Preliminary evidence in human studies similarly indicates that the diet influences maternal behaviour, although confounding variables are more difficult to control. A systematic review found that a healthy diet prior to and during pregnancy reduces the risk of perinatal anxiety and depression [103]. Postpartum depression is also exacerbated by a poor diet [104]. On the other hand, a recent study conducted in the UK showed no evidence for the overall diet being linked to postpartum depressive symptomology in humans after adjusting for many potential confounders [105]. Thus, the evidence for the diet playing a significant modifying role on the maternal perinatal psychopathology is certainly mixed.
In summary, preclinical studies have begun to shed light on some of the key mechanisms mediating the effect of maternal neglect, a form of early life stress, on offspring neurodevelopment with consequences for behaviour. These concepts align with the theory of foetal programming, whereby exposure to significant amounts of neglect or other stressors during the early postnatal window directs brain development along a specific pathway best adapted to a stressful environment. In a benign environment, these behaviours are maladaptive and likely increase the risk of internalising and externalising behavioural disorders in later life. When investigating the effect of maternal-diet-induced obesity on maternal behaviours, the evidence is limited and mixed. Because of this and the established effect of maternal care on the offspring brain and behaviour, observed variations in maternal care should be reported in all studies investigating the gestational and early postnatal period, at least to eliminate possible confounding effects on other outcomes.

3.2. The Maternal Microbiome

The effect of maternal obesity on the offspring brain and behaviour may be mediated, in part, by changes to the maternal and offspring gut microbiome. The obesity status and consumption of a high-fat diet prior to and during pregnancy have been shown to affect the composition of the maternal and neonatal gut microbiome in humans [106,107,108] and rodents [109]. Moreover, maternal gut dysbiosis induced by diet [16] or antimicrobial treatment [110] has been shown to affect the offspring microbiome, as well as the offspring brain and behaviour.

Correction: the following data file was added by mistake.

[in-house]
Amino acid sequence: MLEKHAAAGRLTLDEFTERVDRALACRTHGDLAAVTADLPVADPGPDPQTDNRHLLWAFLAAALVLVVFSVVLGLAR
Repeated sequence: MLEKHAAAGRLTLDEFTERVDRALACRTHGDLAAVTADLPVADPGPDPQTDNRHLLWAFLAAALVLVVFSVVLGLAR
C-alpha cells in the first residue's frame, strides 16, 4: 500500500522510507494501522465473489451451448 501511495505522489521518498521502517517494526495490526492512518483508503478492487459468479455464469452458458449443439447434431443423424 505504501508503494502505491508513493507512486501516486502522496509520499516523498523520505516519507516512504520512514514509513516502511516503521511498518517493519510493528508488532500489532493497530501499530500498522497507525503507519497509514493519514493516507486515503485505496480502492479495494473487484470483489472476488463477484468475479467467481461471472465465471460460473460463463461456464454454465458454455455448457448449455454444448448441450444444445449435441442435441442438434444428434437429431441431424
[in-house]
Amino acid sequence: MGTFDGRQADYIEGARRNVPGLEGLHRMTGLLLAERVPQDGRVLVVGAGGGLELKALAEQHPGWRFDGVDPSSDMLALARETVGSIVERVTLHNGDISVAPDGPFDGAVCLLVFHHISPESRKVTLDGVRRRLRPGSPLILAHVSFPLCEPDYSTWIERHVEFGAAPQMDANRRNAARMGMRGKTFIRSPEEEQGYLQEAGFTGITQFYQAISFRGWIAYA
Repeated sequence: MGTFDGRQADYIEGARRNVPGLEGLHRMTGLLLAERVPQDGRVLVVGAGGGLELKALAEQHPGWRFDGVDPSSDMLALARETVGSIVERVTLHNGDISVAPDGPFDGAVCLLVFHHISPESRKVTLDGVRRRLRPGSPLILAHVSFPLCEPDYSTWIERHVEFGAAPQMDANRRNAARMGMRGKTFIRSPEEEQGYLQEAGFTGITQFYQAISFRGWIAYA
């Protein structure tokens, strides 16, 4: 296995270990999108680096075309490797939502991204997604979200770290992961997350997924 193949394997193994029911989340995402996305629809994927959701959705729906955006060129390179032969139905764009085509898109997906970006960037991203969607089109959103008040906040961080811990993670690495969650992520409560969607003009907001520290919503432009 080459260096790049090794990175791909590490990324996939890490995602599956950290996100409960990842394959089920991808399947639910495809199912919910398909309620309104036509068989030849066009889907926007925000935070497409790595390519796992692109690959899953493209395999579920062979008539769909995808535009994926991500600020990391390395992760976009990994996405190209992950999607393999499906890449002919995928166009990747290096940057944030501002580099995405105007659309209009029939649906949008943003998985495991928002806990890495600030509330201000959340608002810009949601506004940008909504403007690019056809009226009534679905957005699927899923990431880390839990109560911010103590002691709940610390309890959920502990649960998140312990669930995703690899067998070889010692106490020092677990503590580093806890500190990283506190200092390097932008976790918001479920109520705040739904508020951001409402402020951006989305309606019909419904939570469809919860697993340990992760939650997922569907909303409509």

While the absence of a placental microbiome has been confirmed in humans [111], preclinical studies in mice have nonetheless revealed a profound effect of the maternal microbiome on prenatal development through the transfer of microbial metabolites from the dam to the offspring. Microbial metabolites contribute to foetal nourishment, but are also crucial for the origins of immunity [112] and neurodevelopment [113,114]. Maternal chronic mild stress during the first week of gestation has been shown to affect the maternal vaginal microbiome composition through a decrease in Lactobacillus spp., markedly reducing the abundance of this taxa in offspring, with associated changes to the plasma metabolome affecting the energy balance and mitochondrial function [113]. The levels of brain amino acids glycine and threonine were also reduced in early-life (postnatal day [PND]2) male offspring but increased in early-life (PND2) female offspring as a consequence of maternal prenatal chronic mild stress. This is an interesting sex-specific observation and may account for differences in susceptibility to maternal stress in male and female offspring.